Book Reviews

India with Backpack and a Prayer


Explore the world's best kept secrets for seekers of a spiritual awakening in this fascinating memoir by Jennifer Brookins. In this unique and personal account, she details her first trip to Northern India, Punjab. Brookins describes her varied travelling experiences, newfound friendships, spiritual lessons and the profound impact those had on her life. The text is supplemented with original color photography and her inspirational poetry. Since early childhood, she sought answers to spiritual questions. During her travels to India, she discovered many answers after meeting Mystics who taught her their philosophy and meditation practice. Follow the former Broadway and television actress on her humbling and transformational journey in India with Backpack and a Prayer, a continuation of her first book Tharon Ann. From the author: “In today's world people are looking for spiritual answers. I searched for the same answers since early childhood and finally found what I was looking for, along with a Great Mystic who taught me about this philosophy. India with Backpack and a Prayer details my first trip to Northern India to a small spiritual community.”

There are many excellent travel narratives that describe the quest for meaning in India and the Far East; Elizabeth Gilbert’s “Eat, Pray, Love: One Woman’s Search for Everything Across Italy, India, and Indonesia,” and William Dalrymple’s “Nine Lives: In Search of the Sacred in Modern India,” are two that come to mind. We can add “India with a Backpack and a Prayer” to the list, though with an important distinction: this book is a multimedia presentation, text interleaved with photographs and original poetry, a combination that feels intimate, interior, as if the author is sitting across a table in a café quietly sharing her experiences rather than crafting prose. The meaning that emerges is that of memoir, i.e., the many ups and downs she has gone through to find the happiness that permeates the narrative, along with the mysterious and beautiful spirituality of four extraordinary people. She organizes the book in four one week chapters, taking us through the sights, sounds, and people of India and the Tarn Taran compound (or Dera) in the northern Indian state of the Punjab. Interspersed throughout are memories, descriptions, and pictures of her life; of Baba Kehar Singh Ji, the Patron of the Tarn Taran Dera; of Maharaja Charan Singh Ji, her spiritual Master and past Patron of the Beas Dera, also in the Punjab; of Mary, an extraordinary American mystic who played a central role in her life; and her husband Doug, a fellow traveler and mystic in his own right. She periodically includes original poems which give the narrative a sense of authenticity and lyricism, as if for a moment she needs to sing to communicate. She says “writing helps me discover parts of my life buried since early childhood,” and one gets the sense the book was motivated “from within,” the experiences seem so natural.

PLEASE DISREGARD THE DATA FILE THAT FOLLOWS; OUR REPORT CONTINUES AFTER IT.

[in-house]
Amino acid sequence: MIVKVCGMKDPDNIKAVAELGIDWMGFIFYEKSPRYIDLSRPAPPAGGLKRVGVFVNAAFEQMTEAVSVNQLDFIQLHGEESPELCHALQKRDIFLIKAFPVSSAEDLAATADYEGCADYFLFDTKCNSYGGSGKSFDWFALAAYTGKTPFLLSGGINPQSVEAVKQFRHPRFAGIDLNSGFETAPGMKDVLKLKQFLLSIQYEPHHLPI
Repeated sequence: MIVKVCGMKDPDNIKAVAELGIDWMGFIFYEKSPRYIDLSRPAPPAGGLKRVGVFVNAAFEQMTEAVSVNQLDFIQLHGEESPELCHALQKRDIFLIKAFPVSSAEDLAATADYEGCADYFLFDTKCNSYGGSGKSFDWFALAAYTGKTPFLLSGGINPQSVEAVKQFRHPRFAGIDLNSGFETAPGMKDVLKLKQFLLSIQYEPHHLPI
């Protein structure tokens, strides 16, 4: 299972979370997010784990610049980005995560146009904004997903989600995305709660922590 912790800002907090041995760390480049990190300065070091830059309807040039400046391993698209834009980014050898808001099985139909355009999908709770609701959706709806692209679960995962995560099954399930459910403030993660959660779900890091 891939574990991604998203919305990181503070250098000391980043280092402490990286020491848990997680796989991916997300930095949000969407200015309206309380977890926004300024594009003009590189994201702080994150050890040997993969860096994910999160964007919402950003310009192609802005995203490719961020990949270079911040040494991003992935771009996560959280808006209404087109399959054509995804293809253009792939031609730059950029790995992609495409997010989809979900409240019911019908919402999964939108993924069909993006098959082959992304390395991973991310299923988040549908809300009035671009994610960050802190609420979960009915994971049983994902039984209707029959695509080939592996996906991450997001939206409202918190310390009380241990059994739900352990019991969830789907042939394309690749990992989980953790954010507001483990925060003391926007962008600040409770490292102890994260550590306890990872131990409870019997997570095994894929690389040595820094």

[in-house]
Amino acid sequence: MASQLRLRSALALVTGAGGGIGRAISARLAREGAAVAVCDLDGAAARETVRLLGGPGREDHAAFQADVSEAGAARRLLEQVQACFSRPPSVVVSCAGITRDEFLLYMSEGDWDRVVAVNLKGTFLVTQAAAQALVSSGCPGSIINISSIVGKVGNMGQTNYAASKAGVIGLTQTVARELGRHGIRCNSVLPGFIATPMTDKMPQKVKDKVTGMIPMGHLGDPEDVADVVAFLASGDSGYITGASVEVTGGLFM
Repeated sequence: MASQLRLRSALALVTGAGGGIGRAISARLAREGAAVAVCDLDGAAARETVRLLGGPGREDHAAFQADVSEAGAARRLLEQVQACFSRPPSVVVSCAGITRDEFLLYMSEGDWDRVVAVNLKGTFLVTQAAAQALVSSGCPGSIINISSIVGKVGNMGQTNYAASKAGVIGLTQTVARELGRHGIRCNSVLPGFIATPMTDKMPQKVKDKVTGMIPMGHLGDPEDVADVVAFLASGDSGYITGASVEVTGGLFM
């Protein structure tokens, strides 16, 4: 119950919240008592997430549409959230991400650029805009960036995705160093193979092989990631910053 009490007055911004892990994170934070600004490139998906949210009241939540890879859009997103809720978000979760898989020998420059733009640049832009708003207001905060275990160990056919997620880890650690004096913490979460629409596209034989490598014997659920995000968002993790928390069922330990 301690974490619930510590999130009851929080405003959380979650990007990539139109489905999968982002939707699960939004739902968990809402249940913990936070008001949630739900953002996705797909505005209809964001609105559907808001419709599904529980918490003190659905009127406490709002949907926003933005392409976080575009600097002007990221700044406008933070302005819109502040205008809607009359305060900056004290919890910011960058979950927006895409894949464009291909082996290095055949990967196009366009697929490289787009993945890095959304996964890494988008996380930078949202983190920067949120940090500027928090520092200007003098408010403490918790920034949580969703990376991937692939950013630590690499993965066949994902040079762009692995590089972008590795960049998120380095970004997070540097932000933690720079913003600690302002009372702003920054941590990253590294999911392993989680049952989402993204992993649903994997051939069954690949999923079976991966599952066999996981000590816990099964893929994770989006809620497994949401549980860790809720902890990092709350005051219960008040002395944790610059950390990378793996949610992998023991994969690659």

I loved this book, the intimacy, the sense of the spiritual world close by, the interiority of the poetry, and most of all, the mystery of her four adept friends. Highly recommended. ~ Stanocles

Living Under the Weaver's Hut

living under the weaver's hut

Jennifer's unique devotional poetry is inspired by her travels to India while serving in a spiritual community. Her original spiritual verse is accompanied by lovely full color illustrations by artist Ralphie Cratty. One reviewer says, "Jennifer Brookins poems are written in exquisite, lyrical free verse. I can do no better than to quote from Living Under the Weaver's Hut, 'Again and again I turn my face to you. Your darshan weaves feelings in me that moves my heart to prayer.' If you read mystic poetry, i.e Rumi, Hafiz, you will love this book." - Stan Raatz, Ph.D., computer scientist, private equity investor, part-time poet.

Very much in the tradition of Eastern mystic devotional poetry, i.e. that of Rumi, Attar, and others, the book Living Under the Weaver’s Hut contains the author’s songs of spiritual love and longing for her Master, guide, adept, holy person, or in the author’s term, “weaver.” I recently read that Rumi (in translation) is the best selling poet in America, a testament to our universal longing for meaning in today’s frenetic world. These poems, in exquisite and lyric free verse, are one person’s such songs. She makes no claims, offers no doctrine, does not expect the reader to conclude anything other than the poems are written in love to the Weaver. The word “darshan” refers to when a disciple receives the vision of sight of her Master’s glance. I can do no better than to quote from the book, “… again and again I turn my face to you / your darshan weavers feelings in me / that moves my heart / to prayer.” If you read mystic devotional poetry, you will love this book.  ~Stanocles